A mentally ill man, a heavily armed teenager and the night Kenosha burned https://t.co/RDjU224dhG
— The Washington Post (@washingtonpost) October 4, 2020
Anti-police-brutality demonstrators were converging on Kenosha from all over Wisconsin for a second night of marches. An armed right-wing group had put out a call for “patriots willing to take up arms and defend [our] City tonight from the evil thugs.”
Joseph Rosenbaum — depressed, homeless and alone — didn’t belong to either side. He had spent most of his adult life in prison for sexual conduct with children when he was 18 and struggled with bipolar disorder. That day, Aug. 25, Rosenbaum was discharged from a Milwaukee hospital following his second suicide attempt in as many months and dumped on the streets of Kenosha.
His confrontation hours later with Kyle Rittenhouse, a heavily armed teenager who had answered the call for “patriots,” kicked off a chain of violence — the deadliest of the summer — that left Rosenbaum, 36, and Anthony Huber, 26, dead. A third victim, Gaige Grosskreutz, 26, lost a chunk of his right biceps but survived.
Within hours, the three men and the teenager who shot them were assigned roles in the country’s churning partisan drama. On the right, Rosenbaum, Huber and Grosskreutz were cast as antifa foot soldiers, bankrolled by shadowy forces and determined to set fires and spread anarchy. On the left, the three shooting victims, all of them White, were celebrated as anti-racist martyrs battling armed vigilantes who had coalesced to support police departments accused of racism and brutality…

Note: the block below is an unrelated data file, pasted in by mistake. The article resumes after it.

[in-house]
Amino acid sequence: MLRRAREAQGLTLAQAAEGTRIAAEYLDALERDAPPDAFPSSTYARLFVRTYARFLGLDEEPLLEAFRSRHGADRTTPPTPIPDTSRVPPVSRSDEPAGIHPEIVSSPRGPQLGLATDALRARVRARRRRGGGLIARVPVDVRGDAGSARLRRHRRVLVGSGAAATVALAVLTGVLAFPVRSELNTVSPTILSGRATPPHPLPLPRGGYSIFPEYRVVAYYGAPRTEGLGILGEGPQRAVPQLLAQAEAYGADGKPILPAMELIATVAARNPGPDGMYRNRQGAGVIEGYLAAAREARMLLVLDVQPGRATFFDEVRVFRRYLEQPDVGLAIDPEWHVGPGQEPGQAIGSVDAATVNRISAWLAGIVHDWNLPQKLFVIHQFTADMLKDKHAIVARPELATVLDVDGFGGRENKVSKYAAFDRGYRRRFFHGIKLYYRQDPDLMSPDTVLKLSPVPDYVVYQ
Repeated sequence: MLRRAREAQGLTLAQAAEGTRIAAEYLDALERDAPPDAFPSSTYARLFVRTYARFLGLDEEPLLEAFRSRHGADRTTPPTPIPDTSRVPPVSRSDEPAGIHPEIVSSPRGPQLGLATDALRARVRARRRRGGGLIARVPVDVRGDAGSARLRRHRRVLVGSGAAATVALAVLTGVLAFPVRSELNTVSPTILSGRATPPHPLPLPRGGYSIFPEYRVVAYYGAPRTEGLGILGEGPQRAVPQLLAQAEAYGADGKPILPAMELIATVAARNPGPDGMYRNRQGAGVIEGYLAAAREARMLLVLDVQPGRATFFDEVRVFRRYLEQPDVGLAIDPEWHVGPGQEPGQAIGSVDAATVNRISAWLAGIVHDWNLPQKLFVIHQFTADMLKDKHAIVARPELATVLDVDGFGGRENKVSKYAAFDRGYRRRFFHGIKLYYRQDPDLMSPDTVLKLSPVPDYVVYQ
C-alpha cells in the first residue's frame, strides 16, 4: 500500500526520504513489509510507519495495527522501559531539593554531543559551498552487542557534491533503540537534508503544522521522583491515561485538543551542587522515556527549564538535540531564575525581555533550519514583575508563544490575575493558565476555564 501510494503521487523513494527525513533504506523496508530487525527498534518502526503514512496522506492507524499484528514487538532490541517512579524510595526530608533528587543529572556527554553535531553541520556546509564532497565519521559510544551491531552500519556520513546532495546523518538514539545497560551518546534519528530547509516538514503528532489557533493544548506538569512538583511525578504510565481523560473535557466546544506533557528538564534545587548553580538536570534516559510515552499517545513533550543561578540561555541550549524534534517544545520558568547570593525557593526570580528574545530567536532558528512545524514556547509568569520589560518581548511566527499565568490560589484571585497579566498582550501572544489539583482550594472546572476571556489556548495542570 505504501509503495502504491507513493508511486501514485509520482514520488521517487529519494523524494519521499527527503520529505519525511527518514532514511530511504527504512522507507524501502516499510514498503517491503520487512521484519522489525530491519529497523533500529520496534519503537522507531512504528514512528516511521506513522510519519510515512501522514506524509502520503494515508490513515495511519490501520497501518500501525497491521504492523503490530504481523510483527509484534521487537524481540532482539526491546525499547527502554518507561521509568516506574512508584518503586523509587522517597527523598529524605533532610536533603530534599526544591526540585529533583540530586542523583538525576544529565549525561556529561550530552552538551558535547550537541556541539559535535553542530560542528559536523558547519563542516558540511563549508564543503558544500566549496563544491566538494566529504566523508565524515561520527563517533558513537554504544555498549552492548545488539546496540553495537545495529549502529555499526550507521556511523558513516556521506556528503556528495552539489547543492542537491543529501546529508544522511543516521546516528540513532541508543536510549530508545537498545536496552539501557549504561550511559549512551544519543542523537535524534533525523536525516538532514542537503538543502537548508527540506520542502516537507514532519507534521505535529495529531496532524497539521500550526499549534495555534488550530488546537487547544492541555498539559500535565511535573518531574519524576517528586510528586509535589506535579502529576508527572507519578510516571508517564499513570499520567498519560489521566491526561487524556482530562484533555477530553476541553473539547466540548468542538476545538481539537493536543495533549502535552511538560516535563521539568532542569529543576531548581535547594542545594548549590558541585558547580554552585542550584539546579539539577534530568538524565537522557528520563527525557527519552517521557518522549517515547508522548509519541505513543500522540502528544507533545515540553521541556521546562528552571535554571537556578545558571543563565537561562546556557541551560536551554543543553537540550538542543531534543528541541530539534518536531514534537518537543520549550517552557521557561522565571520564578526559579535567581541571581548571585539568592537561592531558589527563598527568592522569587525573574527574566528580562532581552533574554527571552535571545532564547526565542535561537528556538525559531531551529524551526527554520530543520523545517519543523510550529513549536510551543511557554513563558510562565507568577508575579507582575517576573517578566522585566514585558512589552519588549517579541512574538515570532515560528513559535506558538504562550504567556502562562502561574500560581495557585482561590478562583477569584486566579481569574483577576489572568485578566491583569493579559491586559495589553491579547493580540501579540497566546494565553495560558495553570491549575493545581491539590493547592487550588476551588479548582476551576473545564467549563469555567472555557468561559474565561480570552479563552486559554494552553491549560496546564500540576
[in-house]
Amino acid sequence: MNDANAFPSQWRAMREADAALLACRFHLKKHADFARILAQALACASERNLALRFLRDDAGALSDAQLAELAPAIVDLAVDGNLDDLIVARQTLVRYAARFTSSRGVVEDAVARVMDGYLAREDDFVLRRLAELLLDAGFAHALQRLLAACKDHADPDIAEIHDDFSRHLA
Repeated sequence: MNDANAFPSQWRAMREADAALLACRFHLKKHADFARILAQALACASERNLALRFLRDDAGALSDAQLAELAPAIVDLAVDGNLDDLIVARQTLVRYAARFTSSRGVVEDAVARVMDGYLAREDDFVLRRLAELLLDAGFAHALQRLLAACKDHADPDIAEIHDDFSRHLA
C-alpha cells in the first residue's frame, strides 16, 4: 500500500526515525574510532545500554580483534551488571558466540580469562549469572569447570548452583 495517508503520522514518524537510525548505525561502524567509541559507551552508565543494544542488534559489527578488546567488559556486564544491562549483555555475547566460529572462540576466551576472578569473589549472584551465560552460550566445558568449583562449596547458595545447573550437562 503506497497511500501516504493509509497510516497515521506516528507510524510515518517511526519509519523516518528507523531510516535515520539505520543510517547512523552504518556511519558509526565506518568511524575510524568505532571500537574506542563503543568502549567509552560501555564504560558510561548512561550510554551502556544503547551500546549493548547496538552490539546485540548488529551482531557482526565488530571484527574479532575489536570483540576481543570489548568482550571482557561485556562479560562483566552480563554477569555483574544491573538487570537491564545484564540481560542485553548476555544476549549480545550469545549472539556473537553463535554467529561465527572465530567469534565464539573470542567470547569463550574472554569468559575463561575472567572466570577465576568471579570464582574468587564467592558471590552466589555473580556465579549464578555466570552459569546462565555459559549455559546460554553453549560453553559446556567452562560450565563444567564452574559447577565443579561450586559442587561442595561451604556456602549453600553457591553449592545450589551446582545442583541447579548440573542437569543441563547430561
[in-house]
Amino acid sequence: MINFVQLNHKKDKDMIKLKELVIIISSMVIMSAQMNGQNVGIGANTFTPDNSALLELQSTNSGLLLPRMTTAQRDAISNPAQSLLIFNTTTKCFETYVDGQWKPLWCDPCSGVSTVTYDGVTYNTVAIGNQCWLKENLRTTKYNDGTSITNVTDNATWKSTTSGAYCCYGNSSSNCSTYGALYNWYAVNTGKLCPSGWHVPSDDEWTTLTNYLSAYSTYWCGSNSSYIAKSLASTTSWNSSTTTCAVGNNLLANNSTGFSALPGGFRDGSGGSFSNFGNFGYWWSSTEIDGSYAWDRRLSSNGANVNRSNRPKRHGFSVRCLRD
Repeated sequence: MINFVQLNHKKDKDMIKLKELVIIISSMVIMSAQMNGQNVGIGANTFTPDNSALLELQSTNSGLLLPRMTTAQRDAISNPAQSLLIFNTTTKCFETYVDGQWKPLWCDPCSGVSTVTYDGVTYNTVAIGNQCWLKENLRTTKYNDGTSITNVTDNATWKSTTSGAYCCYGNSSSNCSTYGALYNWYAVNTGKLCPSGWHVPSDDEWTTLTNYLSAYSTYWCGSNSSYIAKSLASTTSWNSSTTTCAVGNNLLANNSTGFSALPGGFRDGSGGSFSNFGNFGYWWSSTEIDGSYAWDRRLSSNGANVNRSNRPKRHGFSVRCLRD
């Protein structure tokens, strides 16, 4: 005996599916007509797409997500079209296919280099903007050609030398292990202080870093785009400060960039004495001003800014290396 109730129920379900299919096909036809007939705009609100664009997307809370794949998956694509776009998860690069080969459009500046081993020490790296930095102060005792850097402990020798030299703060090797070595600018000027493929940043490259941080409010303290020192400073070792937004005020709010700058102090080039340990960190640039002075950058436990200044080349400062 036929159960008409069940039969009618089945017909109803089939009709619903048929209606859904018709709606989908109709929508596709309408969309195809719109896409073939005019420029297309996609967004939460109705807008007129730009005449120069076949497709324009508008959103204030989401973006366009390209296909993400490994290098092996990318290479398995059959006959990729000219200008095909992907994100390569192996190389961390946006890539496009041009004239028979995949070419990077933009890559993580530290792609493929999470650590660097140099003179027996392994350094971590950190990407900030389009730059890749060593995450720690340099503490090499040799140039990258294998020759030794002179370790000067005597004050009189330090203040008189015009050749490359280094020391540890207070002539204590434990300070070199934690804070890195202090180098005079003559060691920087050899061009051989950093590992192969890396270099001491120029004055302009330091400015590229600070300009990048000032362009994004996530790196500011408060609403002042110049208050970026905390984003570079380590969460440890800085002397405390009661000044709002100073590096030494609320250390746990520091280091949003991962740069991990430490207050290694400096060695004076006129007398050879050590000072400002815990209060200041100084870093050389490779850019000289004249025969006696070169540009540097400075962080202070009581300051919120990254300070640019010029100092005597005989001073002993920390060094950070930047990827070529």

The real story of the Kenosha shootings offers a different view of the sometimes-chaotic protests and counterprotests that have shaken American cities this summer. The confrontation between Rittenhouse and Rosenbaum, and the bloodshed that followed, was more accidental than political — the product of anger, alienation and a tragic, chance encounter between a mentally ill man and a heavily armed teenager.
This story is based on court documents, videos from the demonstrations and interviews with more than three dozen of the victims’ friends and relatives. Some of them, such as Rosenbaum’s fiancee and Huber’s girlfriend, spoke at length for the first time, providing the most comprehensive account to date of Rosenbaum’s and Huber’s often painful childhoods, past encounters with police and paths to the protests that night.
Each of the three shooting victims was drawn for different reasons to the demonstrations that erupted after the Aug. 23 wounding of a Black man, Jacob Blake, by a White police officer. Their lives, forever linked by the bullets from Rittenhouse’s assault-style rifle, had proceeded along different routes, and each carried objects that shed light on their journeys and motivations…
The story doesn’t discuss Kyle Rittenhouse beyond the barest description of the shooting, but he doesn’t seem to have had the most salutatory background, either:
To be clear about this. At event sponsored by the Waukesha GOP in Wisconsin, the mother of the 17-year-old boy who took a rifle across state lines to Kenosha, and shot three people, killing two… Received a standing ovation. Led by one of the right’s most notorious racists.
— Charlie Sykes (@SykesCharlie) September 25, 2020
Lawyers for Kyle Rittenhouse have raised nearly $2 million for his defense by depicting the alleged Kenosha shooter as an American hero. Some legal experts say that rhetoric may draw donors, but it could hurt the teen's chances before a jury. https://t.co/pC7M20ECsO
— The Associated Press (@AP) September 24, 2020